Paul Allen's SETI array was powered up yesterday. Currently with 42 6-meter dishes in operation, the final product will have 350 antennas (antennae?), capable in total of scanning over 1 million star systems in the hope of finding some kind of intelligent life out there. Since the Hat Creek, California, telescope station is jointly run by SETI and the Radio Astronomy Laboratory at UC Berkeley, it will be used to study other phenomena as well, such as black holes, supernovas (supernovae?) and "exotic astronomical objects." (Insert yo mama's butt, US defense expenditures or Google stock price joke here.) [BBC News; photo from Forefront]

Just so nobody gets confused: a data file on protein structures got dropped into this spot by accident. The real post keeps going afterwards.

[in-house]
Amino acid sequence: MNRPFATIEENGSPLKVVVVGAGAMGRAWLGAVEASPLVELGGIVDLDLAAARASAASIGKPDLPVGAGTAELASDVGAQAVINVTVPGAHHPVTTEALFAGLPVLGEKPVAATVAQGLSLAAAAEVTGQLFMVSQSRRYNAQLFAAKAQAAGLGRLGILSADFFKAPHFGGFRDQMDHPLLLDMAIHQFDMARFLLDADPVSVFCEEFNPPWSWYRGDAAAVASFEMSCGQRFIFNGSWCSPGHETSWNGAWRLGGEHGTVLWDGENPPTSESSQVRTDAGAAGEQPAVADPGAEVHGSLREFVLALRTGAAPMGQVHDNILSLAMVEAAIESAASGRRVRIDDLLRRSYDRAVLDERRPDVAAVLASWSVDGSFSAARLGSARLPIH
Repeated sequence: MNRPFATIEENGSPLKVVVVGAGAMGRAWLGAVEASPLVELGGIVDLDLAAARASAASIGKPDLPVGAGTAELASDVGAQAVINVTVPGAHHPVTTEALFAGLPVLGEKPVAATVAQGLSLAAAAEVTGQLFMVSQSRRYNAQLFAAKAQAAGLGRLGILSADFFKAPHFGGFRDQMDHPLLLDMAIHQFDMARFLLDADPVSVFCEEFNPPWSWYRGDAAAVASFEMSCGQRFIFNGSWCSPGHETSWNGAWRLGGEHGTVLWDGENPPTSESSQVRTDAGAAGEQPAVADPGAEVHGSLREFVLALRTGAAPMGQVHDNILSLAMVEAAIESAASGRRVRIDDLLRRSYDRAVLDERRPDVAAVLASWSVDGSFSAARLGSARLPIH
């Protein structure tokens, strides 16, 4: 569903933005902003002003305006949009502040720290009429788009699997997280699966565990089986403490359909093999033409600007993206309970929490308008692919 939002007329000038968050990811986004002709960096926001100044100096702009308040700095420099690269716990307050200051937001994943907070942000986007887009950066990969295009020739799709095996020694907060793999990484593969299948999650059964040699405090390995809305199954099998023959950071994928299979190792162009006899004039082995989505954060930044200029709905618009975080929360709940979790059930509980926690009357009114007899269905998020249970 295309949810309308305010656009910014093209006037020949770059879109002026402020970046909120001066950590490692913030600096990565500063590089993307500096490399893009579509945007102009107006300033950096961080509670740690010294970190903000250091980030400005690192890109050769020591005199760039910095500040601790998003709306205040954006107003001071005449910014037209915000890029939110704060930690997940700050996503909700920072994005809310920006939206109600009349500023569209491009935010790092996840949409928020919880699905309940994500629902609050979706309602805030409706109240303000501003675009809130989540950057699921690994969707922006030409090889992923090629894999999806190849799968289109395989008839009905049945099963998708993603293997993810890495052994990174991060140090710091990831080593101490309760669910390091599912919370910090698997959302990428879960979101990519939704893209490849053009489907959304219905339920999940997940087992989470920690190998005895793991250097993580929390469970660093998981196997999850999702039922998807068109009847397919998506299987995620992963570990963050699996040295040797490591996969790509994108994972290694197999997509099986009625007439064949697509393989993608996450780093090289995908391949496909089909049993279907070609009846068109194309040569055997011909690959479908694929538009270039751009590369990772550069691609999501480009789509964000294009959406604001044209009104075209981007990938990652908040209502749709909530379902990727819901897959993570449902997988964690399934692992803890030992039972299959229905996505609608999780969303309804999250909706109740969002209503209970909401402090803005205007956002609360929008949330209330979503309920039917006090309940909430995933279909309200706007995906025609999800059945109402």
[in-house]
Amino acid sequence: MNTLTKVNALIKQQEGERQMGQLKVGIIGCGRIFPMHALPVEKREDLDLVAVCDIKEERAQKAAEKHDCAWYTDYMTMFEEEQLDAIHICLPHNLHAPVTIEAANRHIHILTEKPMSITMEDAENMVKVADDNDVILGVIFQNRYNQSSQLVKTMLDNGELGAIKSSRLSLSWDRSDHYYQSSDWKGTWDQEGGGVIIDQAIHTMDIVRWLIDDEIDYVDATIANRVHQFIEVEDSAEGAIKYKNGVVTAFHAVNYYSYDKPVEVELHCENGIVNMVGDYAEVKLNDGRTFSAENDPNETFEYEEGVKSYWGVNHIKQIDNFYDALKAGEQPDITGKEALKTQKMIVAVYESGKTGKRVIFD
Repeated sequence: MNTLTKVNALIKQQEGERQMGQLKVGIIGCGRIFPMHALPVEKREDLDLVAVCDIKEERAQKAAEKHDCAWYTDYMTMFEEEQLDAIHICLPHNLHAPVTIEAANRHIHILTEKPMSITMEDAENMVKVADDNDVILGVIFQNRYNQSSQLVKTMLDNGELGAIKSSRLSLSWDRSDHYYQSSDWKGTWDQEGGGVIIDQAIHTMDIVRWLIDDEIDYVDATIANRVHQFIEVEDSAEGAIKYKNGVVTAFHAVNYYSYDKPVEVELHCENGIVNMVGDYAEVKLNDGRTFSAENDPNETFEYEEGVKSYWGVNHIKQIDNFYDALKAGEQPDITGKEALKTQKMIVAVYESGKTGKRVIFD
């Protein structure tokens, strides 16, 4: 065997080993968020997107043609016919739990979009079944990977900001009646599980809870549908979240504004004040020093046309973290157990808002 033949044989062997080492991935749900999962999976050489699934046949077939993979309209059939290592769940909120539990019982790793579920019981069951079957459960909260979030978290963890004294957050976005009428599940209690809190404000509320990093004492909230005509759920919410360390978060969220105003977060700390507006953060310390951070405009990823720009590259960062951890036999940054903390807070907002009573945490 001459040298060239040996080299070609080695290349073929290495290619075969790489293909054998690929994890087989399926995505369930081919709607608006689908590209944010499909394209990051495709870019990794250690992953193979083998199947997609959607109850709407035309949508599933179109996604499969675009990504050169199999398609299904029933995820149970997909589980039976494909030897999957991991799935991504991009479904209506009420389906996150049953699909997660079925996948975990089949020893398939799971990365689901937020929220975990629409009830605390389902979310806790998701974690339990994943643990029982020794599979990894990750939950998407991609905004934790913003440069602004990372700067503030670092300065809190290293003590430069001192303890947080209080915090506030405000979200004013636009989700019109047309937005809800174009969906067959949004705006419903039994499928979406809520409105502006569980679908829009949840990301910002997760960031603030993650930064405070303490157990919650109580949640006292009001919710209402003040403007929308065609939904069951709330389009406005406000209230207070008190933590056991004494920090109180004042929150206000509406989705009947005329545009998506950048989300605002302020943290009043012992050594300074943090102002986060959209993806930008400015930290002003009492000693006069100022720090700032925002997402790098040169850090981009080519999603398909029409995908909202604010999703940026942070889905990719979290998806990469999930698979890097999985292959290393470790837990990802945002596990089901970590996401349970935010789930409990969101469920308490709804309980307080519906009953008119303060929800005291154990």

Indeed, antennae and supernovae. In fact, the plural of the abbreviation of supernova (SN) is SNe. Weird, huh?
I love the idea that the ATA was just 'switched on', and made that "vwwwwrrrr!" sound for the first time and we started pointing it at stuff. They've been taking data with it (in various states of construction) for months now, kicking the tires, working out the kinks.
The cool thing about the ATA is it is proof-of-concept for the large-number of antennae, small diameter (LNSD) radio interferometer concept. If you look at the VLA (think Jodie Foster with headphones on in Contact) it's got 27 elements, each of which are 25 meters across. Back then it was too computationally expensive to do LNSD - so thank you Moore's Law.